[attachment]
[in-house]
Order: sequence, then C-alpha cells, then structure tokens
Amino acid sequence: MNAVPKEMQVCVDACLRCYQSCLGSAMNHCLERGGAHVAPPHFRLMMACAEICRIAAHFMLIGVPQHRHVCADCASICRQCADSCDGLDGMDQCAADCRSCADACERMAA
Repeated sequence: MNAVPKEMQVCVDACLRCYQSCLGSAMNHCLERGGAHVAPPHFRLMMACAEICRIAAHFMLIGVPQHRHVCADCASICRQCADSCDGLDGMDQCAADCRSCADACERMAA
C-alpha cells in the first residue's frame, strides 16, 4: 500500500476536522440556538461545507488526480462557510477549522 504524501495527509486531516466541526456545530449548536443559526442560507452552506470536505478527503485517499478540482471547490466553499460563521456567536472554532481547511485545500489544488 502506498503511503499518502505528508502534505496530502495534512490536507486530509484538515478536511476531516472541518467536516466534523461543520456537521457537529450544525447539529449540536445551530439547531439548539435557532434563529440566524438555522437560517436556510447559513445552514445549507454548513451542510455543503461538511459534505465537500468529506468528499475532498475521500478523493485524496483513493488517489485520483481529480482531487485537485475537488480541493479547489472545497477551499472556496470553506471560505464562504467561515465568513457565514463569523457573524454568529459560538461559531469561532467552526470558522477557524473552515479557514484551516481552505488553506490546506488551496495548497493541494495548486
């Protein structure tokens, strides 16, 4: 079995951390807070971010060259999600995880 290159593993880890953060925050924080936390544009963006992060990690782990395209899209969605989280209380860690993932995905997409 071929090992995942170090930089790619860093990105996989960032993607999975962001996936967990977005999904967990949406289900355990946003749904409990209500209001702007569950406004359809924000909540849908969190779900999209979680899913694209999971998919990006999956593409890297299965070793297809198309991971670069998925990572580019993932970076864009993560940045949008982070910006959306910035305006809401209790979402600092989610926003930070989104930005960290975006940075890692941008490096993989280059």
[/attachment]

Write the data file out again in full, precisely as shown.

[in-house]
Order: sequence, then C-alpha cells, then structure tokens
Amino acid sequence: MNAVPKEMQVCVDACLRCYQSCLGSAMNHCLERGGAHVAPPHFRLMMACAEICRIAAHFMLIGVPQHRHVCADCASICRQCADSCDGLDGMDQCAADCRSCADACERMAA
Repeated sequence: MNAVPKEMQVCVDACLRCYQSCLGSAMNHCLERGGAHVAPPHFRLMMACAEICRIAAHFMLIGVPQHRHVCADCASICRQCADSCDGLDGMDQCAADCRSCADACERMAA
C-alpha cells in the first residue's frame, strides 16, 4: 500500500476536522440556538461545507488526480462557510477549522 504524501495527509486531516466541526456545530449548536443559526442560507452552506470536505478527503485517499478540482471547490466553499460563521456567536472554532481547511485545500489544488 502506498503511503499518502505528508502534505496530502495534512490536507486530509484538515478536511476531516472541518467536516466534523461543520456537521457537529450544525447539529449540536445551530439547531439548539435557532434563529440566524438555522437560517436556510447559513445552514445549507454548513451542510455543503461538511459534505465537500468529506468528499475532498475521500478523493485524496483513493488517489485520483481529480482531487485537485475537488480541493479547489472545497477551499472556496470553506471560505464562504467561515465568513457565514463569523457573524454568529459560538461559531469561532467552526470558522477557524473552515479557514484551516481552505488553506490546506488551496495548497493541494495548486
């Protein structure tokens, strides 16, 4: 079995951390807070971010060259999600995880 290159593993880890953060925050924080936390544009963006992060990690782990395209899209969605989280209380860690993932995905997409 071929090992995942170090930089790619860093990105996989960032993607999975962001996936967990977005999904967990949406289900355990946003749904409990209500209001702007569950406004359809924000909540849908969190779900999209979680899913694209999971998919990006999956593409890297299965070793297809198309991971670069998925990572580019993932970076864009993560940045949008982070910006959306910035305006809401209790979402600092989610926003930070989104930005960290975006940075890692941008490096993989280059």